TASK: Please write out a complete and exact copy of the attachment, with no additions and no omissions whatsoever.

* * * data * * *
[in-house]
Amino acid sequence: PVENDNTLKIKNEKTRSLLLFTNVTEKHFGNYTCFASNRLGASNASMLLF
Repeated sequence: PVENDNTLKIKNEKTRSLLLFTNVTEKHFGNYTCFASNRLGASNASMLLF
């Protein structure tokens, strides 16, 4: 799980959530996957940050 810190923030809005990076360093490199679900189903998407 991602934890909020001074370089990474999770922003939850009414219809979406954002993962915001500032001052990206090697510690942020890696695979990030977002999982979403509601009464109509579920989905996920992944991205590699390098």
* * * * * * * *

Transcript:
[in-house]
Amino acid sequence: PVENDNTLKIKNEKTRSLLLFTNVTEKHFGNYTCFASNRLGASNASMLLF
Repeated sequence: PVENDNTLKIKNEKTRSLLLFTNVTEKHFGNYTCFASNRLGASNASMLLF
């Protein structure tokens, strides 16, 4: 799980959530996957940050 810190923030809005990076360093490199679900189903998407 991602934890909020001074370089990474999770922003939850009414219809979406954002993962915001500032001052990206090697510690942020890696695979990030977002999982979403509601009464109509579920989905996920992944991205590699390098």